Jan 26, 2010

Vimentin induces changes in cell shape, motility, and adhesion during the epithelial to mesenchymal transition

FASEB Journal : Official Publication of the Federation of American Societies for Experimental Biology
Melissa G MendezRobert D Goldman


Vimentin is used widely as a marker of the epithelial to mesenchymal transitions (EMTs) that take place during embryogenesis and metastasis, yet the functional implications of the expression of this type III intermediate filament (IF) protein are poorly understood. Using form factor analysis and quantitative Western blotting of normal, metastatic, and vimentin-null cell lines, we show that the level of expression of vimentin IFs (VIFs) correlates with mesenchymal cell shape and motile behavior. The reorganization of VIFs caused by expressing a dominant-negative mutant or by silencing vimentin with shRNA (neither of which alter microtubule or microfilament assembly) causes mesenchymal cells to adopt epithelial shapes. Following the microinjection of vimentin or transfection with vimentin cDNA, epithelial cells rapidly adopt mesenchymal shapes coincident with VIF assembly. These shape transitions are accompanied by a loss of desmosomal contacts, an increase in cell motility, and a significant increase in focal adhesion dynamics. Our results demonstrate that VIFs play a predominant role in the changes in shape, adhesion, and motility that occur during the EMT.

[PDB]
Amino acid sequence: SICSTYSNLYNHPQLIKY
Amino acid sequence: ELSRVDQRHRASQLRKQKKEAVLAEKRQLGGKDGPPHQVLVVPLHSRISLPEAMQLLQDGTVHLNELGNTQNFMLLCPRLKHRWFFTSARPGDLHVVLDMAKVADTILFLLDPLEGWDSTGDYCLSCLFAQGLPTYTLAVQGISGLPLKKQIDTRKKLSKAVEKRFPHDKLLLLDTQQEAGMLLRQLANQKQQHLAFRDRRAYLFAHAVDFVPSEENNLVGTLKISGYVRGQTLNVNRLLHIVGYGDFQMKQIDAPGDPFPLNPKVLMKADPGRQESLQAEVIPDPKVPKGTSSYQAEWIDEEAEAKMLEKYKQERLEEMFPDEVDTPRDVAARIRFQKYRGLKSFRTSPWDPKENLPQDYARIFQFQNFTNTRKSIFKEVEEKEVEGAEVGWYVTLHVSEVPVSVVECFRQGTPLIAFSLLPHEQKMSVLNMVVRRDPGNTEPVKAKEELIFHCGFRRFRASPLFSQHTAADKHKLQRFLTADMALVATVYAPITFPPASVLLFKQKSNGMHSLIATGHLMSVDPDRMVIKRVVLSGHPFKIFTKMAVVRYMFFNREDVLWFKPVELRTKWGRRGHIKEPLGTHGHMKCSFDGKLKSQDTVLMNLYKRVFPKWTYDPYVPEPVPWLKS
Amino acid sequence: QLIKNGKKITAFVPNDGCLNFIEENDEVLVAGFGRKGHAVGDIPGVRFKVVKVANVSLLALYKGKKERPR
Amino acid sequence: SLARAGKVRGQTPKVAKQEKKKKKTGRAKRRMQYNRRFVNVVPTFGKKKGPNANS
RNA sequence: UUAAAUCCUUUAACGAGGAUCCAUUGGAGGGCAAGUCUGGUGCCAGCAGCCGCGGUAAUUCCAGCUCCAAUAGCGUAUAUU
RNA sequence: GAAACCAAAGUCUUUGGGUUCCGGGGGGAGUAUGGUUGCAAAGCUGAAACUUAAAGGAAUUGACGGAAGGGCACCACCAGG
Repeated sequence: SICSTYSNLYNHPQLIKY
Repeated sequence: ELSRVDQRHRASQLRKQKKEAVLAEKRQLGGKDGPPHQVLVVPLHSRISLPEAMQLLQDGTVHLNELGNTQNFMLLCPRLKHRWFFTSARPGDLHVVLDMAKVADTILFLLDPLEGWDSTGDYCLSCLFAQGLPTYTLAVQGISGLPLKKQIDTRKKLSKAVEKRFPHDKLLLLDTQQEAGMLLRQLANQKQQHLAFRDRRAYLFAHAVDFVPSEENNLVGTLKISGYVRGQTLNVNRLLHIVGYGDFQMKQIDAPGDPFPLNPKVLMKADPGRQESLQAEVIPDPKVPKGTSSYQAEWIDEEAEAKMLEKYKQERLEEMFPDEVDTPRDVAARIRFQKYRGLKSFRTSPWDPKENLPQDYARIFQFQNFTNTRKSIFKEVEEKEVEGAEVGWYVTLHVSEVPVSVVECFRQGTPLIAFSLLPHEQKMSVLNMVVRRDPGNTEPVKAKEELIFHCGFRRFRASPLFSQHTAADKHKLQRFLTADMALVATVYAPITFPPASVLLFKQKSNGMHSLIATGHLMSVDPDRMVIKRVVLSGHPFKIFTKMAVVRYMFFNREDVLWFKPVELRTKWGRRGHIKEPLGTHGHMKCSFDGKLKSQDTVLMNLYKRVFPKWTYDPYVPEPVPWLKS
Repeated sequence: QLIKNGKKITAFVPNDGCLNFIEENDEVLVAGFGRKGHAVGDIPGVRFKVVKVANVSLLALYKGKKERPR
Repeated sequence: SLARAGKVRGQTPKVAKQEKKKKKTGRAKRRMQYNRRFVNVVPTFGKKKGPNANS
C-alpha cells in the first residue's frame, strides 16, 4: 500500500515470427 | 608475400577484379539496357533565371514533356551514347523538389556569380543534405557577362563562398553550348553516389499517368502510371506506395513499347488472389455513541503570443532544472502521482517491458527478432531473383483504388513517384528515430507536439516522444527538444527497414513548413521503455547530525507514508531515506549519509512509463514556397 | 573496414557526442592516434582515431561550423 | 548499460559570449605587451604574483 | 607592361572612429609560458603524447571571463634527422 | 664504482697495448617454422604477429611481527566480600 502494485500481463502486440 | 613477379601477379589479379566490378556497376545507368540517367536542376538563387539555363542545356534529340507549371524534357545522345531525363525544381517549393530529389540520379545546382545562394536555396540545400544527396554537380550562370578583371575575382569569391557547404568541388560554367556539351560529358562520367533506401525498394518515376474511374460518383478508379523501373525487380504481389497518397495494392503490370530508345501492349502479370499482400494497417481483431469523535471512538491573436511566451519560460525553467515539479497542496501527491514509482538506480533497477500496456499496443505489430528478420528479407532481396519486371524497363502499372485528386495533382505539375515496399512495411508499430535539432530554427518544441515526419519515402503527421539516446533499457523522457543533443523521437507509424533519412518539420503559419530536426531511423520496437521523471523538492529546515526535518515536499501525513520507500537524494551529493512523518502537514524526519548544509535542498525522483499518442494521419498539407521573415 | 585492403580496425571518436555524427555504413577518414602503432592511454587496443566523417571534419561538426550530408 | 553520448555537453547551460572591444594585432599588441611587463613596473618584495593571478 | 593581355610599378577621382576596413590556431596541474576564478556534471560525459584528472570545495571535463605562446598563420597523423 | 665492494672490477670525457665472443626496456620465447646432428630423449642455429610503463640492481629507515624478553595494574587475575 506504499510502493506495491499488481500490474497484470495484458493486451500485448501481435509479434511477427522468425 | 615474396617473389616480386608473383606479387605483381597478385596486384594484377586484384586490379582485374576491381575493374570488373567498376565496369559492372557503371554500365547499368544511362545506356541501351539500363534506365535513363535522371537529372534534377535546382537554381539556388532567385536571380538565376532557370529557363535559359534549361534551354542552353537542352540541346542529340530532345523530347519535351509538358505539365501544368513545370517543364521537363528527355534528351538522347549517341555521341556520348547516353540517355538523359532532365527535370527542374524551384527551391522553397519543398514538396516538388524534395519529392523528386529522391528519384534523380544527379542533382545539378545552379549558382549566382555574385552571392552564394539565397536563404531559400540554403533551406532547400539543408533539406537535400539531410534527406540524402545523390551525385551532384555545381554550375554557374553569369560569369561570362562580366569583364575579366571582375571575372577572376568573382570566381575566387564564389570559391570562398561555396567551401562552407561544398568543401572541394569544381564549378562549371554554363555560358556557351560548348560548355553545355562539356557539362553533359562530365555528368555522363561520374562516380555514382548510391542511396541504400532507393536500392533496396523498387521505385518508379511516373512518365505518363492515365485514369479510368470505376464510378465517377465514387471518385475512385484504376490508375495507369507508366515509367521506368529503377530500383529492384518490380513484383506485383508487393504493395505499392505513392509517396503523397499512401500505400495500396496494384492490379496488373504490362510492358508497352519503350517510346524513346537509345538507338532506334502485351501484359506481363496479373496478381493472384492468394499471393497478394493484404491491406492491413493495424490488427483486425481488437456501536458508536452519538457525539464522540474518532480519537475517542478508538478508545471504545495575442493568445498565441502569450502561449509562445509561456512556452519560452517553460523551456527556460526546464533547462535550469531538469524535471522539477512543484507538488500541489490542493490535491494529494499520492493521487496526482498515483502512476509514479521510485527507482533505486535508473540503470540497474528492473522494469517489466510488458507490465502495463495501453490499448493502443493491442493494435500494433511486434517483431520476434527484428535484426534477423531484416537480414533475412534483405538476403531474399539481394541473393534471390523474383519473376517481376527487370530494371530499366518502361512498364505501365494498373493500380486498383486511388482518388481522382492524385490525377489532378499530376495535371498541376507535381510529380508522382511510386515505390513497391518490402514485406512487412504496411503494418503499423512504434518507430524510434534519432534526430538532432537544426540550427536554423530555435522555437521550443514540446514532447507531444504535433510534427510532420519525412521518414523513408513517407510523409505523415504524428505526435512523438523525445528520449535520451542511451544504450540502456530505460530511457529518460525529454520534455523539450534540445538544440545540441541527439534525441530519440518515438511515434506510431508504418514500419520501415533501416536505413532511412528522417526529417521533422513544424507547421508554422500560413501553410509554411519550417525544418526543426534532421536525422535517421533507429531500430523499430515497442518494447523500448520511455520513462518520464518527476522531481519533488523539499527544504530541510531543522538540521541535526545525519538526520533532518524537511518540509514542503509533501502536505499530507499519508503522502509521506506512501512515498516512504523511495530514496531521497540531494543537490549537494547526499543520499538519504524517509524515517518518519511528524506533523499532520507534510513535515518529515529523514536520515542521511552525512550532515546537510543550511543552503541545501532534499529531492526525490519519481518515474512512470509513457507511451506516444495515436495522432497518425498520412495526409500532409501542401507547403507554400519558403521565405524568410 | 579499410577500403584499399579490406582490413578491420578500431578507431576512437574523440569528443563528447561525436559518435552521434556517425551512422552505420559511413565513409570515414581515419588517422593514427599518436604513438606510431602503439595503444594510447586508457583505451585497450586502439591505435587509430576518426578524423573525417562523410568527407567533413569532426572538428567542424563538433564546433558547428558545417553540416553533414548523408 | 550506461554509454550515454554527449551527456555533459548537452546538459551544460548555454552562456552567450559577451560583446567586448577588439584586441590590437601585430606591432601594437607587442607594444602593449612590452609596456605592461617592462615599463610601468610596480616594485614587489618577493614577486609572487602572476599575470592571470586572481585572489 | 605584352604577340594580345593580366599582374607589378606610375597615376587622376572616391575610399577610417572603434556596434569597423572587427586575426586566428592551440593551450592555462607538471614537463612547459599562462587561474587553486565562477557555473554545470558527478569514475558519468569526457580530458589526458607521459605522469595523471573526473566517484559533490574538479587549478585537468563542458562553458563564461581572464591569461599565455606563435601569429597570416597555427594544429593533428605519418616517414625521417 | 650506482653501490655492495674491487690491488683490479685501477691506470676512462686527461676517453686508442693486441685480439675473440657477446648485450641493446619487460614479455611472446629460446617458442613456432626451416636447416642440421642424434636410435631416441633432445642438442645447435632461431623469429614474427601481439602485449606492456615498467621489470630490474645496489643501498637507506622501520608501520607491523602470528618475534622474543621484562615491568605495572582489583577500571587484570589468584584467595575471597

• References56
  • Citations246
  • References56
  • Citations246

Mentioned in this Paper

Dominant-Negative Mutation
VIM gene
Cell Motility
Western Blotting
Squamous Transitional Epithelial Cell Count
Focal Adhesions
Embryonic Development

Related Feeds

Adhesion Molecules in Health and Disease

Cell adhesion molecules are a subset of cell adhesion proteins located on the cell surface involved in binding with other cells or with the extracellular matrix in the process called cell adhesion. In essence, cell adhesion molecules help cells stick to each other and to their surroundings. Cell adhesion is a crucial component in maintaining tissue structure and function. Discover the latest research on adhesion molecule and their role in health and disease here.

© 2020 Meta ULC. All rights reserved